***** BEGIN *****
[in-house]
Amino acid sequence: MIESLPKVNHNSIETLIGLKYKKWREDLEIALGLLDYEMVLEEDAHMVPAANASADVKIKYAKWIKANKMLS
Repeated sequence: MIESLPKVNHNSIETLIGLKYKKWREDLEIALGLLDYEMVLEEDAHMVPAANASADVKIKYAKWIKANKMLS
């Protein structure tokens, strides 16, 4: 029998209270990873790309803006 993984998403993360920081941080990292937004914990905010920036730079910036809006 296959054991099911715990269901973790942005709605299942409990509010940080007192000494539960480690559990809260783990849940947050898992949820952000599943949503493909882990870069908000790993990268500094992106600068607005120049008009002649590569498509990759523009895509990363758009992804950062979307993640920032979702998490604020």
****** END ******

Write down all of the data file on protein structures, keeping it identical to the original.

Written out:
[in-house]
Amino acid sequence: MIESLPKVNHNSIETLIGLKYKKWREDLEIALGLLDYEMVLEEDAHMVPAANASADVKIKYAKWIKANKMLS
Repeated sequence: MIESLPKVNHNSIETLIGLKYKKWREDLEIALGLLDYEMVLEEDAHMVPAANASADVKIKYAKWIKANKMLS
């Protein structure tokens, strides 16, 4: 029998209270990873790309803006 993984998403993360920081941080990292937004914990905010920036730079910036809006 296959054991099911715990269901973790942005709605299942409990509010940080007192000494539960480690559990809260783990849940947050898992949820952000599943949503493909882990870069908000790993990268500094992106600068607005120049008009002649590569498509990759523009895509990363758009992804950062979307993640920032979702998490604020």